Mikella Ausherman, 21, of Visalia set a world record last month at the World Powerlifting Congress championships in Las Vegas.
Competing in the 132- pound weight class, she lifted a 355-pound barbell in the deadlift competition to take the first-place medal. Deadlift involves squatting to grab the barbell off the floor and then standing erect with the weight.
The Fresno State student took up the sport only this year and got to Las Vegas almost unexpectedly.
"I actually didn't even train for it," she said. "I just kind of went in there and did my thing and it kind of worked out."
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Ausherman is employed as a personal trainer at the In-Shape gym in Visalia on Demaree Street. A few months ago, a customer saw her do 10 pull-ups in a row and put a bug in her ear about powerlifting.
"He said 'you should consider getting into this. You're really strong,' " Ausherman said.
She knows her way around the weight room because she has participated in bodybuilding competitions. Power lifting seemed like a good fit because of her upper body strength.
"I have a strong back," Ausherman said.
In October in San Luis Obispo, she set a state record in the bench press with 150 pounds. That win gave her the right to compete in Las Vegas, where people from around the world came to lift. She wants to go back next year.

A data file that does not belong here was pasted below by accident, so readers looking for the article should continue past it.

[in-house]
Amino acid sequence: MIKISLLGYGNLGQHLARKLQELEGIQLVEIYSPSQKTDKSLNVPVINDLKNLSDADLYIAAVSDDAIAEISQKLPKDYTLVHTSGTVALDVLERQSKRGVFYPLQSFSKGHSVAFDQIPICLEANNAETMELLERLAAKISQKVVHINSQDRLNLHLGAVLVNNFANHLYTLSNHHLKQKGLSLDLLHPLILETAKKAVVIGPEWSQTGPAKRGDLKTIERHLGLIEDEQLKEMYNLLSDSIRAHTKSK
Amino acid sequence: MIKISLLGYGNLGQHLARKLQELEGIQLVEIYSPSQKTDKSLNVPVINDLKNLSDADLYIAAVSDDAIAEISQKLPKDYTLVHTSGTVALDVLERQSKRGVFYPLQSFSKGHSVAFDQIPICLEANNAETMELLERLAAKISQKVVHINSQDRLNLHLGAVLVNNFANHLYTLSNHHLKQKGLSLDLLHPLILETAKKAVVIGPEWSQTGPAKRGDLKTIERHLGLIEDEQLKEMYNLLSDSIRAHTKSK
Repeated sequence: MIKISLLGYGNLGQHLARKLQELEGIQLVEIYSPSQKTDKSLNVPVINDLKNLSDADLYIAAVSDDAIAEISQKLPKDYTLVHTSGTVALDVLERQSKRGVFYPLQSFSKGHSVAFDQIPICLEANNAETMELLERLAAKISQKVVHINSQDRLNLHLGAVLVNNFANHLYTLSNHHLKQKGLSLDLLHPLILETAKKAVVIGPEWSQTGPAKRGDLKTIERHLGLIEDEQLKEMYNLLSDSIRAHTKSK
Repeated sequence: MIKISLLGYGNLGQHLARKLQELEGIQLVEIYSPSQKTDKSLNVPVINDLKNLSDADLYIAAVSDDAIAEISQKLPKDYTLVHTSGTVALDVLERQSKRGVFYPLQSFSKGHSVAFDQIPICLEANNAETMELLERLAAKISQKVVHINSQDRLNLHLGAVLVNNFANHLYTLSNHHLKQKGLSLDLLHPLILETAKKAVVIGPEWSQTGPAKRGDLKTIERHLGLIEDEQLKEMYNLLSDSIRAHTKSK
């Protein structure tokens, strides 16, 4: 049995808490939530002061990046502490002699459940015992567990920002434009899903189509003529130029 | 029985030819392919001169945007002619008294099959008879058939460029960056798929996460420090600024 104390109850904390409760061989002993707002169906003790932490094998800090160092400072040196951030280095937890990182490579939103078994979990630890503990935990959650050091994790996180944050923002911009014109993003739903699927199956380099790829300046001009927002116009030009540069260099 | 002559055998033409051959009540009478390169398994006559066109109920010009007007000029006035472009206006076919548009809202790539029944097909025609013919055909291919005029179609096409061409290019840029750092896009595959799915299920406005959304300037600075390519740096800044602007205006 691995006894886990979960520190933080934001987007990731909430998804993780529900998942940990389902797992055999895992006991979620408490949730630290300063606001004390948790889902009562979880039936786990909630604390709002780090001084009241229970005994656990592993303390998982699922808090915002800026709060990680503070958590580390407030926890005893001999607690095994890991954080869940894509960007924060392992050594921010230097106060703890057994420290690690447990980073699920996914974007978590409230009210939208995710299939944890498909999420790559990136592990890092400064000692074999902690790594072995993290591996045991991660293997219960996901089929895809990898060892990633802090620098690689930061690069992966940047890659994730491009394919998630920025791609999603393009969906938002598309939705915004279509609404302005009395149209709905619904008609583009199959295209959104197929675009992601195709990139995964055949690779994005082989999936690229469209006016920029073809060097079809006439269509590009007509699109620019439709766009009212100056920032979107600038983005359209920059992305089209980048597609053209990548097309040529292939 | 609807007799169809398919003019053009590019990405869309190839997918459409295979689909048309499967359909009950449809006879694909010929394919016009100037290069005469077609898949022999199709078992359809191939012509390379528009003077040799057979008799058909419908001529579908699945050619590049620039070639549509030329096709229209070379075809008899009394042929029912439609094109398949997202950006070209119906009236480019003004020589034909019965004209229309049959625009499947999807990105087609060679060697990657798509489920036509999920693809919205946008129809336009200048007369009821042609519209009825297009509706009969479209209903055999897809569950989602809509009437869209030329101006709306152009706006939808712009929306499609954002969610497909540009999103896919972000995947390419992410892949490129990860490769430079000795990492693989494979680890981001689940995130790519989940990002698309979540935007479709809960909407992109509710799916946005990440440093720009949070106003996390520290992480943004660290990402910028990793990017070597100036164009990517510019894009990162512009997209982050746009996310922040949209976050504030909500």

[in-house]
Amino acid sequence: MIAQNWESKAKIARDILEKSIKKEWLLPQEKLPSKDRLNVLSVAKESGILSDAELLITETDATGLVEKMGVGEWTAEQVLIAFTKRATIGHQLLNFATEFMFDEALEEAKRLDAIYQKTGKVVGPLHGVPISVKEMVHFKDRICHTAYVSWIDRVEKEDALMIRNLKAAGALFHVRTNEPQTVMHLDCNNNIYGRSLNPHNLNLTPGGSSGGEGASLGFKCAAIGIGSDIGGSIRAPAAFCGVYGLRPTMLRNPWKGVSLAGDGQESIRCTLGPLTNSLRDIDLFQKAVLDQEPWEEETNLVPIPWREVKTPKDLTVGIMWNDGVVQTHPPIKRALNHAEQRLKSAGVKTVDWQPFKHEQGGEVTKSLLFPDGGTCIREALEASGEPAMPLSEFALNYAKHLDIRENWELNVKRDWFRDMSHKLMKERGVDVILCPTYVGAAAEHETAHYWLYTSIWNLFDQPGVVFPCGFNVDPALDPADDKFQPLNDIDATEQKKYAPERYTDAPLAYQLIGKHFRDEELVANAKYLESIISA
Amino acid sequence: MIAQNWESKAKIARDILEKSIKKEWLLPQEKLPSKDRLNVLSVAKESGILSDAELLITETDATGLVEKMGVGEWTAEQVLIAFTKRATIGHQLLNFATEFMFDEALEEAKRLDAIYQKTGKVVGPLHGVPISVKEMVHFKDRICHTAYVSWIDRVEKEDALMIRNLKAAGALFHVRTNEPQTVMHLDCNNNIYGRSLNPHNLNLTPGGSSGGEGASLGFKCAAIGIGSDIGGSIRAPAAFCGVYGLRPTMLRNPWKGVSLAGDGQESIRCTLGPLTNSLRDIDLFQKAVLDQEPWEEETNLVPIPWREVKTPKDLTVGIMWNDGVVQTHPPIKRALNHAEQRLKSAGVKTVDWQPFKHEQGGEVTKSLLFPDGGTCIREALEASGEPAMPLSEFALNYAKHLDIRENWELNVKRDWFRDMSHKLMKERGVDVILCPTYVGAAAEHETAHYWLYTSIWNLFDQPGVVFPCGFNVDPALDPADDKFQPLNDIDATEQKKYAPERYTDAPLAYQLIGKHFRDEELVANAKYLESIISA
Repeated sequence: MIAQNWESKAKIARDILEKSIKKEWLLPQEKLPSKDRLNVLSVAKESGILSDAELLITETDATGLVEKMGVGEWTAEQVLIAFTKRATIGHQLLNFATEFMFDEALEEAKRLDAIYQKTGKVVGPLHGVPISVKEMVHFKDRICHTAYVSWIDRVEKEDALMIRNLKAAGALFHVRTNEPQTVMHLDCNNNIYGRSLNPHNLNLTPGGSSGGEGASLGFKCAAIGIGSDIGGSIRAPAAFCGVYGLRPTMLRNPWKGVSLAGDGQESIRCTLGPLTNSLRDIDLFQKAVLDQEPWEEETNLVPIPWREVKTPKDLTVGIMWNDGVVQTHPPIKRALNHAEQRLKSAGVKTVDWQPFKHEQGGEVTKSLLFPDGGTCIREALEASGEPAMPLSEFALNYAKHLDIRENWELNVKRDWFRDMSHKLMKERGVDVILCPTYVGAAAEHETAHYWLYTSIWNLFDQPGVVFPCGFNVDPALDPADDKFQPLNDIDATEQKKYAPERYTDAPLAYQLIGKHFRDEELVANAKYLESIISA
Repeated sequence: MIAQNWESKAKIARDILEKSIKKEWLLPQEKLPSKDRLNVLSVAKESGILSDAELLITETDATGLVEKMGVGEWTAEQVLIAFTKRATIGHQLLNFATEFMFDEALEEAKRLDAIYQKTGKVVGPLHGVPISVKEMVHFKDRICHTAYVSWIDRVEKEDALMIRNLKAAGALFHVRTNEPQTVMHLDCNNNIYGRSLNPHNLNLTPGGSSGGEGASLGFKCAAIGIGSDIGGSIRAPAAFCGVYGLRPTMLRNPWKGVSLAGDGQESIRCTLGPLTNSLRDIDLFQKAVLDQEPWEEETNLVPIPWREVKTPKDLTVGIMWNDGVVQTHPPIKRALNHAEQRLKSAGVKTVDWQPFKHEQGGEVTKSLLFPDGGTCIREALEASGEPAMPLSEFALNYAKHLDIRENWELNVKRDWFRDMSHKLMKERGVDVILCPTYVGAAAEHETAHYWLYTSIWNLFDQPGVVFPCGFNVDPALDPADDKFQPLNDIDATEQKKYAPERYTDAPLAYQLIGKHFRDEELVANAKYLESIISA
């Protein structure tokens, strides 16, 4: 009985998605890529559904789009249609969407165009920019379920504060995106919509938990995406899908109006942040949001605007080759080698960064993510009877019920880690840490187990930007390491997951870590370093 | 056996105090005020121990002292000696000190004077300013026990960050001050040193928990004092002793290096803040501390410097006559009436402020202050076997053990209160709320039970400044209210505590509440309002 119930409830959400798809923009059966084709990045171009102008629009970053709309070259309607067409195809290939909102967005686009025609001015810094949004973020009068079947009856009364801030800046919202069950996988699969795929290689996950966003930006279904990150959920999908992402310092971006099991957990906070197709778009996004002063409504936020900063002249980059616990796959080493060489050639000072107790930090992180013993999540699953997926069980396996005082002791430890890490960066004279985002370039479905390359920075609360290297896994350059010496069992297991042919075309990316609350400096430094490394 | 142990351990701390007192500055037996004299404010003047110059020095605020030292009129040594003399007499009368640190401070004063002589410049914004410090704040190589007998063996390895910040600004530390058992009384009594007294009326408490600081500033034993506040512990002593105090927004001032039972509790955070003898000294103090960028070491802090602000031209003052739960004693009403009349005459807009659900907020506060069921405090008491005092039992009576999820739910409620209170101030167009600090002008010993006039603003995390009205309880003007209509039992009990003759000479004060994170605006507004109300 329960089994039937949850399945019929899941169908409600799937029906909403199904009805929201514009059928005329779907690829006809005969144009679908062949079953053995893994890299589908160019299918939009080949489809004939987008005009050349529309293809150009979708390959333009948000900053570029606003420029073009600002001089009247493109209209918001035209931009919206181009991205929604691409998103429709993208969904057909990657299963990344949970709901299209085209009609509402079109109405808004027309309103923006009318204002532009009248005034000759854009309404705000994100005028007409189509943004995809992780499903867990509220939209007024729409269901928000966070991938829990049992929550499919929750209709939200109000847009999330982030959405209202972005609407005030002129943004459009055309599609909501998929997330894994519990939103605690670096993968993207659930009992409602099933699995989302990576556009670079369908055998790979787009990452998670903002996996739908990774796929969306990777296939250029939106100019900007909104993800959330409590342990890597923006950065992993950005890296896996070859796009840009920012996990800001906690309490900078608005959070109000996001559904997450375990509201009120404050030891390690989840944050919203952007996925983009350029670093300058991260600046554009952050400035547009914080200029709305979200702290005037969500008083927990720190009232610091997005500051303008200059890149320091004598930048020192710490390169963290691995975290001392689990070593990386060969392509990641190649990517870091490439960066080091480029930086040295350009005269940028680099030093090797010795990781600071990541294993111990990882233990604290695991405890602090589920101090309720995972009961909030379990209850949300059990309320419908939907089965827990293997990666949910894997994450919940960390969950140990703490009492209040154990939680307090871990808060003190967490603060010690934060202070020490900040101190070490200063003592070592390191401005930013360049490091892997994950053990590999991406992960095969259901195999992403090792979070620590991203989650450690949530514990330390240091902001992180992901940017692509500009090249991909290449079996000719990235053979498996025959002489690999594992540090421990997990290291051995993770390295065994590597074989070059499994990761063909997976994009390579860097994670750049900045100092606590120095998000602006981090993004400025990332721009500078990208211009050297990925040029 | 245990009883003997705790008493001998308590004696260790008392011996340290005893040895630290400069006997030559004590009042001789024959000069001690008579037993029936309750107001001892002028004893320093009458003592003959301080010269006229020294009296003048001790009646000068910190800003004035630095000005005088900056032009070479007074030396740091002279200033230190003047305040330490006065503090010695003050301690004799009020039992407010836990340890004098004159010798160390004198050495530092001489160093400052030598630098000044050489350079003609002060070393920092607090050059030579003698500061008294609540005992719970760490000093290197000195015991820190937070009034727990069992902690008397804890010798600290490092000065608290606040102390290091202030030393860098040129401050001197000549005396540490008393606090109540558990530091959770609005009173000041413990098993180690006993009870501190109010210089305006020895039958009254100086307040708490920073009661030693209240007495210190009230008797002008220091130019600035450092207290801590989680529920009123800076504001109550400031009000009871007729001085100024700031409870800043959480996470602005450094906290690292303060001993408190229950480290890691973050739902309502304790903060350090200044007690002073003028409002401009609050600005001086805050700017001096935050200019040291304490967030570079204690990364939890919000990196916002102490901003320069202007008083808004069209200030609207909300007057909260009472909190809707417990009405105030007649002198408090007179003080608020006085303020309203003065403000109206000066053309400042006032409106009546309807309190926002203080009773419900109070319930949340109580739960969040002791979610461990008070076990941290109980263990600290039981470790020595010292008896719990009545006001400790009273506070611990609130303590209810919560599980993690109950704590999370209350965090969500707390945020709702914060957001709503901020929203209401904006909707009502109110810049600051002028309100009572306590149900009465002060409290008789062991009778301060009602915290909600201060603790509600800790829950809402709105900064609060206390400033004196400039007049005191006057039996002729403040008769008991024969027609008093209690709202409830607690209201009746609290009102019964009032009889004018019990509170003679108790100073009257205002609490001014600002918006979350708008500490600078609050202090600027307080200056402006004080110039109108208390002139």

"It was very, very fun," Ausherman said. "You just have to be strong."
KAWEAH OAKS: Sequoia Riverlands Trust learned last week that it's getting $410,181 from the state Natural Resources Agency to buy riparian habitat next to the Kaweah Oaks Preserve east of Visalia.
The Proposition 84 funds will help the conservation group buy about 22 acres that includes a half-mile of creek frontage along Deep Creek. Prop. 84 is a $5.4 billion state bond program to fund natural resources protection, flood control, parks and other efforts. The goal is to keep development from getting too close to the preserve.
SIDEWALKS: Visalia resident Bill Huott's latest cause is asking the city to put in sidewalks on the south side of Houston Avenue between Dinuba Boulevard and Santa Fe Street.
The advocate for north-side improvements wrote a letter to "respectfully request" that the city spend Measure R local sales-tax money on sidewalks because the busy street is in a low-income area and gets a lot of pedestrian use.
Huott is an effective advocate, but other parts of town have needs, too, Mayor Amy Shuklian said.
Chris Young, the city's community development director and city engineer, noted that the city put in sidewalks on Houston Avenue's north side two years ago. Putting them on the south side is a complex project because the city does not own the right of way, and power poles are in the way.
But the city will analyze Huott's proposal, he said.